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Old 11-02-2012, 12:33 PM
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JIMSPSYCLESHOP JIMSPSYCLESHOP is offline
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Default Motorize my bead rollers

352-28187K.jpg

rotary former.jpgHi all,
I'm one of the new guys. I did a search for motorized roller conversions but only came up with a thread that concentrated mostly on the Harbor Freight power drill set up. I want something a little less crude than that but I'm no master of electrics either.

The two units I want to motorize are:
Eastwood bead roller
PEXTO type rotary style bead roller/former
(see photos attached)

I have a nice 6 amp foot pedal from a Husqvarna sewing machine (US current). I'm thinking about 14 inches for the top pulley wheel and maybe two inches for the small one. Prefer to use V-belt pulleys as I can get them for nothing at scrap yard. As far as motors, I'm not opposed to using a power drill as I have a vintage spare Milwaukee variable speed drill I could cannibalize.

I have a small lathe so I can turn bearings/bushings ect.to fit the drive shaft or re-bored pulleys if I need to.

Pictures of other conversions would help.
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Last edited by route56wingnut; 11-02-2012 at 12:46 PM.
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Old 11-02-2012, 01:55 PM
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Here ya go...

http://www.youtube.com/watch?v=YqErTwU1rSE
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Old 11-02-2012, 02:06 PM
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JIMSPSYCLESHOP JIMSPSYCLESHOP is offline
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Thanks Bill,
That's the one I already saw & it's in the search files. I like his guide fence a lot and I'll likely may a similar one but I was looking for a set-up a little less 'home made' looking as far as powering the roller. JImmy
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Old 11-02-2012, 10:08 PM
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A couple Sheet metal covers/belt guards, and a coat of paint and nobody knows what's under there.... I just never take the time to do that stuff for my own tools... as long as it works that's all I need it to do.. It's the customers stuff that has to look nice...
But I know what you mean.. it is nice to have a professional looking piece of machinery in the shop when prospective customers walk in....
Luckily there's enough motorcycles in the shed that I can point to, to show my work..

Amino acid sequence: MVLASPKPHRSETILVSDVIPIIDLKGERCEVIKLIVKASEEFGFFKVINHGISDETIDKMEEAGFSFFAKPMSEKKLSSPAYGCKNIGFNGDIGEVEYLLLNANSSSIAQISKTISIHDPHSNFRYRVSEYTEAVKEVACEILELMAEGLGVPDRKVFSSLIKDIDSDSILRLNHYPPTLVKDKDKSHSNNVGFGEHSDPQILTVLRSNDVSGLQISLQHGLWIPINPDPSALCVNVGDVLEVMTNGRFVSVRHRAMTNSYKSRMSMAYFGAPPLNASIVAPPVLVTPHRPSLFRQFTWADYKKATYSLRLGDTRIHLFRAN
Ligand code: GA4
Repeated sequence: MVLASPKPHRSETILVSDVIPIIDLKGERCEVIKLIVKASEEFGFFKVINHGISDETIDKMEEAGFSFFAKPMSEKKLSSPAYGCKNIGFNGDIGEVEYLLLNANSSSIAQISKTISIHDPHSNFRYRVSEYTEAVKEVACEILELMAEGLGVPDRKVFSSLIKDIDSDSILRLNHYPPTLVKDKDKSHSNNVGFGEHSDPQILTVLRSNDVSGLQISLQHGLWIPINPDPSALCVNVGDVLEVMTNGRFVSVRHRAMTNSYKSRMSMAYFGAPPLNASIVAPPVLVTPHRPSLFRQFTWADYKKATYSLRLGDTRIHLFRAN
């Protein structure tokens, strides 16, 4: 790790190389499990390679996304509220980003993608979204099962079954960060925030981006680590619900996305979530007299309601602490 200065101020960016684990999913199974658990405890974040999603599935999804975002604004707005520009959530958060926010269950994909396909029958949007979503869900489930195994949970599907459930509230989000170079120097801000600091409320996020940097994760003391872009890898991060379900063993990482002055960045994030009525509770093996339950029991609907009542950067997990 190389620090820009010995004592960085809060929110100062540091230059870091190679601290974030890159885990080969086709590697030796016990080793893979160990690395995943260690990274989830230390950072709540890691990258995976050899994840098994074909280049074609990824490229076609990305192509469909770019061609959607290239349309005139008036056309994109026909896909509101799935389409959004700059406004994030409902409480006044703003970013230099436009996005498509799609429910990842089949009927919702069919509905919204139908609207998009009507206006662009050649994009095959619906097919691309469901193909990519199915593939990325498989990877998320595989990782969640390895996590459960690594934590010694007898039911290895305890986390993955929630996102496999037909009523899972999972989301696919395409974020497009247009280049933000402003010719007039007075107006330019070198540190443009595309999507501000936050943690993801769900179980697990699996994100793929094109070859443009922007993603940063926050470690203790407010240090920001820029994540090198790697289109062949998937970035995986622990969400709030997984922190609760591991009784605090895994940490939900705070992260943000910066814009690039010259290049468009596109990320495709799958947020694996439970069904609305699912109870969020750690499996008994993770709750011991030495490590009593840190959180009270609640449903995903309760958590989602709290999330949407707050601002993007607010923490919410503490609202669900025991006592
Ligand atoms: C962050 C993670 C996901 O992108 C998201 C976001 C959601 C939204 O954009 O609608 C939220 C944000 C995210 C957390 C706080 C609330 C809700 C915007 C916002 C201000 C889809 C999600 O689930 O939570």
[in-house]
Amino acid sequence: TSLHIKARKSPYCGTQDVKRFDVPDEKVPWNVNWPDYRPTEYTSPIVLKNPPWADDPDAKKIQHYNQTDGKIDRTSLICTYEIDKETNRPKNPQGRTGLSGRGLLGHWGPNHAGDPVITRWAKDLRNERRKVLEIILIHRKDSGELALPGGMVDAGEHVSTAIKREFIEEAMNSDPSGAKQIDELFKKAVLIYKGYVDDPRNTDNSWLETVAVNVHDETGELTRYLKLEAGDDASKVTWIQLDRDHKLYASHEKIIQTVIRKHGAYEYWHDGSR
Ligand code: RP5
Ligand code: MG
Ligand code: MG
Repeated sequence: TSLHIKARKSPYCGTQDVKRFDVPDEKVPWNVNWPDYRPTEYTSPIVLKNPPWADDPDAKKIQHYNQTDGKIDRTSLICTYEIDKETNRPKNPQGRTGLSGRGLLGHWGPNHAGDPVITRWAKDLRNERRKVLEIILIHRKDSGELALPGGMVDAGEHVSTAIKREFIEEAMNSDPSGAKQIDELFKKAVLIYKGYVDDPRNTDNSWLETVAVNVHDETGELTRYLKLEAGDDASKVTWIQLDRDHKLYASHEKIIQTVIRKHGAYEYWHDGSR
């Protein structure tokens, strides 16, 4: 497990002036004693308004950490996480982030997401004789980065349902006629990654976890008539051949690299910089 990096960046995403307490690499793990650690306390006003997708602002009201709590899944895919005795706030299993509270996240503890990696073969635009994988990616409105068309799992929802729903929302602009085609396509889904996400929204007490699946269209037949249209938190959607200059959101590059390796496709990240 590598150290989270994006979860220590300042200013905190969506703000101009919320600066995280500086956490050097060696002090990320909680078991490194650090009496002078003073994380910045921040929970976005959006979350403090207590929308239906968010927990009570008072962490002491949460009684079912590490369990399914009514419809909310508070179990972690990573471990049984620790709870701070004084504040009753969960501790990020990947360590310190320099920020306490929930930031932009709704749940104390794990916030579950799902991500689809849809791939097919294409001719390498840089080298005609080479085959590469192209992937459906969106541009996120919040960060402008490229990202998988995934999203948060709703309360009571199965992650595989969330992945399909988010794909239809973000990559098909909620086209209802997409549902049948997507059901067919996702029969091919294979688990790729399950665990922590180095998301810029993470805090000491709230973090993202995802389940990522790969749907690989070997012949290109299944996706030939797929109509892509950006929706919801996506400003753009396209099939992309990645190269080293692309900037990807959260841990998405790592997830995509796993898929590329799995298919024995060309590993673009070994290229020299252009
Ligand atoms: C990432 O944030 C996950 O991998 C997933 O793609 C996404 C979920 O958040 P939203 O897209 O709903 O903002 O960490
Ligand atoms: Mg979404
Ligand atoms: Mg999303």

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Old 11-03-2012, 09:34 PM
Mike Hendrix Mike Hendrix is offline
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You could use a small electric motor mounted anywhere, even directly on the shaft and a variable switch for your foot pedal and your all set. build a couple covers and racks for your dies, some paint and your in business. As for the smaller roller you are on your own. I haven't built one of those.
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Old 11-03-2012, 09:58 PM
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Direct driving the shaft takes a bit of horsepower.....1/4 horse will do it, 1/3 horse is better. Mine was a 1/15~ish hp with a 4:1 belt reduction and still needed a bit of help sometimes.

No need to worry about wizardry, just use a variable speed motor (or not). I prefer 90vdc myself. A 3-phase motor and a vfd will work too. More than one person has used a fixed speed motor.....just remember you can't slow down for corners or speed up for long boring beads. DC or the vfd option allow for easy reversing. Single phase motors do not allow easy reversing.

A gear reduction is a must! Mine was 87rpm with a 4:1 belt reduction, resulting in 22~ish rpm at the dies......even with 2" dies, that is moving pretty quickly!
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Old 11-03-2012, 10:54 PM
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I have. 1/4 HP 3 phase gear motor on my smaller bead roller 98:1 ratio with 698 lbs of torque. I'm using a 1/4hp 110 volt VFD it is a great combo.

http://allmetalshaping.com/album.php?albumid=125

I have a 1/3 HP DC gear motor on my deep throat bead roller it also works great! Both have variable speed forward and reverse

http://allmetalshaping.com/album.php?albumid=33

If I only had one choice it would be the 3 phase with 110 volt VFD.
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Old 11-04-2012, 11:16 AM
Dutch Comstock Dutch Comstock is offline
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You want to be able to run your bead roller as slow as possible so that you can do real trick quality work. Straight work you will also be able to acurately at a fast speed , If you are going to do a lot of trick work you will also be making trick dies and hard surfacing the outer edge as cold roll dies will deform quickly if used a lot. You will also end up wanting to stiffen up yoour frame if you are doing trick work. Dutch
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Old 11-04-2012, 08:26 PM
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I used a HF 12v winch driving through 15/48 tooth sprockets giving between 6 and 7 RPM at the rollers, cheap and plenty of power. The winch has a spool disconnect feature so I also have a handwheel that I can use for intricate work.

Bead roller mods 003.jpg

Bead roller mods 004.jpg

Bead roller mods 008.jpg

Bead roller mods 009.jpg
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